Thursday, June 25, 2009

Becoming a better gardener

I'm thinking again about what you really need to know to become a better gardener (and maybe what I mean is a good garden steward). I love learning more about plants and gardening (that's what makes it fun) and the images with Thomas Jefferson's quote at the end of my wildlife gardening talks reflect that (hmm, notice the rabbit!)


I mused about this some months ago, largely because one of our local extension offices was offering a class for the public on 'home horticulture' that was a less-intensive version of our SC Master Gardener program.

But I had a significant 'stirring-the-pot' experience this morning looking over Ann Lovejoy's excellent book 'Organic Garden Design School' -- she wonderfully describes what my gardening companion and I have bumbled into doing in our formerly large grassy expanse.

We've created our garden landscape not from a horticultural perspective but an ecological one, and our garden landscape has been inspired by admiration of natural landscapes and a keen interest in mimicking their best attributes. Lovejoy writes about creating successful gardens by understanding what thrives there (a mix of natives and well-adapted non-natives), and not trying to grow plants that won't. There's a significant European gardening trend to mimic natural landscapes (from all over the world) to create sustainable garden designs. A fabulous city garden landscape (the Lurie Garden) in Chicago was envisioned by a Dutch garden designer (Piet Oudolf) based on North American prairie landscapes.

So, what we know about plant life histories, reproductive strategies, plant adaptations, pollinator behavior, native plant communities, as well as all sorts of stuff about botany in general (from many years of study) has actually been the underpinning to a home garden that pleases us a great deal.

So, I'm trying to think again about what is it that someone really needs to know to become a better gardener as I think about how best I can encourage folks in our Garden classes to learn about plants and gardening.

I'm coming back to the idea that it's really about understanding plants, where they come from (that is, what part of the world and what sort of habitat), why you're growing them, and whether they're suited to where you want to grow them. Vegetables need something quite different than prairie wildflowers like purple coneflower (Echinacea), rattlesnake master (Eryngium), and blazing star (Liatris), but it's still about learning about plants.

I'd welcome your thoughts!

4 comments:

  1. I think the most important component to becoming a better gardener is to read the experiences of others. And besides garden books and magazines can get you through the cold time when it is way too early to start seeds.

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  2. Great points. Also there is the question of When to grow them. When to plant. In our mild climate here, there are opportunities to succeed based on the proper planting cycles. And it's still a learning process for us.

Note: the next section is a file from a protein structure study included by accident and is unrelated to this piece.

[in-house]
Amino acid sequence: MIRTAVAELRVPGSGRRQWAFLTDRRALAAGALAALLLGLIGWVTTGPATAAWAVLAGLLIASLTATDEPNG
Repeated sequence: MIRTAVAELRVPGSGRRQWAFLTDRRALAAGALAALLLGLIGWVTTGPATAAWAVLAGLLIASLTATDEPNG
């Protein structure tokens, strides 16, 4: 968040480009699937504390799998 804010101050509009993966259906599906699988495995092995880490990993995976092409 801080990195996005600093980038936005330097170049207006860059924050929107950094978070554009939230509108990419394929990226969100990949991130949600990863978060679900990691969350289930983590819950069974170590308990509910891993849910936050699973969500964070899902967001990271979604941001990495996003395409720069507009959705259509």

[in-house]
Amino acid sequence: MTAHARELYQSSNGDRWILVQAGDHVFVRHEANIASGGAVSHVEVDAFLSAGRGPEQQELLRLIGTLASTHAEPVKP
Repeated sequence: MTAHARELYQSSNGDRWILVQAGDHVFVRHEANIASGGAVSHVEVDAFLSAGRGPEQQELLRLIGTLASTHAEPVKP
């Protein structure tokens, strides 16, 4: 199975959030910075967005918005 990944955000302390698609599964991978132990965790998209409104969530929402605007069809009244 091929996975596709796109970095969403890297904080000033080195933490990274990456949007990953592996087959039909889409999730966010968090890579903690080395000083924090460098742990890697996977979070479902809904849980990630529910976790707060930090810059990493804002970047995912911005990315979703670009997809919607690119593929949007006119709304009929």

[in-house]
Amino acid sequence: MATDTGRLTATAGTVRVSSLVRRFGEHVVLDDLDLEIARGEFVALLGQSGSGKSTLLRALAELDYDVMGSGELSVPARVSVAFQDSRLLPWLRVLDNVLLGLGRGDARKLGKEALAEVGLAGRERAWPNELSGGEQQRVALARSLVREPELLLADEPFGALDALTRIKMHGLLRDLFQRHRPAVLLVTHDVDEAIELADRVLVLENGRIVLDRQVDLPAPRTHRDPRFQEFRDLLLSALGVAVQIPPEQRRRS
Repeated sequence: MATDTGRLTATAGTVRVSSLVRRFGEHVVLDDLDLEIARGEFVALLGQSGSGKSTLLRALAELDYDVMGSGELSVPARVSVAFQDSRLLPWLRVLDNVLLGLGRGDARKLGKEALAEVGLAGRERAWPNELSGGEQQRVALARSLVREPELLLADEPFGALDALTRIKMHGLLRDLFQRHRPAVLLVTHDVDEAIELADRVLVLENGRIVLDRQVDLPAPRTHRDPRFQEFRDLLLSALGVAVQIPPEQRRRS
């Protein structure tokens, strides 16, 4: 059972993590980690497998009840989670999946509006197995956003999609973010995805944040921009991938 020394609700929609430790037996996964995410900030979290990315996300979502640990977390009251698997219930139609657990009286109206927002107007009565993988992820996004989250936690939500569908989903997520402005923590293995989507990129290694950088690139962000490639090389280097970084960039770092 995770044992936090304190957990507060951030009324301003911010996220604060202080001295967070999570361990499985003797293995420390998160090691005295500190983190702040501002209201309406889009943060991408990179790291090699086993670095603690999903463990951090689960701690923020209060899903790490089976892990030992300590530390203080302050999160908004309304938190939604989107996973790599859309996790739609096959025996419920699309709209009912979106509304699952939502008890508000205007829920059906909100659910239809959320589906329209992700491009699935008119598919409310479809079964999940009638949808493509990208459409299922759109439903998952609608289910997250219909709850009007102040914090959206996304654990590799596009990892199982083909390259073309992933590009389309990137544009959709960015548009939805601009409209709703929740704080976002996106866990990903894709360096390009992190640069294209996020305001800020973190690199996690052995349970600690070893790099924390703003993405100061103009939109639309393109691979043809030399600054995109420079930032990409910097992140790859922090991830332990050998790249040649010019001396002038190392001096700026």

SG

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  3. Lisa, I think the comment you quoted about mixing natives and non-natives that have adapted is the key. I was trying to reflect on when the last time I used a pesticide.... I don't know. I try to let my garden be full and lush and chemical free. Therefore, plants that are needy don't really have a place here, yet there is plenty bloom and fragrance and color...things that most gardeners look for.
    So I suppose knowing what choices are out there for planting makes all the difference (besides the right plant right place philosophy). There was a speaker who gave examples of what to use in place of the commonly planted plants-- for example...instead of forsythia use- witch hazel or fothergilla or Korean spice viburnum. Instead of english ivy use pachysandra terminalis or sweetbox (sarcococca hookeriana) or creeping St. John's Wort (Hypericum calycinum)
    Just a few ideas.

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  4. What a thought-provoking post.
    I think that we begin by looking at natural plant and animal communities (especially those that appear locally) and to try and replicate these.
    I am beginning a talk next week by looking at factors that have reduced our common frog population (intensive, non-organic monoculture) and contrasting this with the biodiverse richness of an unimproved flower meadow. I know which of these two models I would rather my garden resembled!
    Rob

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Please share your thoughts. I enjoy hearing from fellow nature observers, as well as whomever else drops by.

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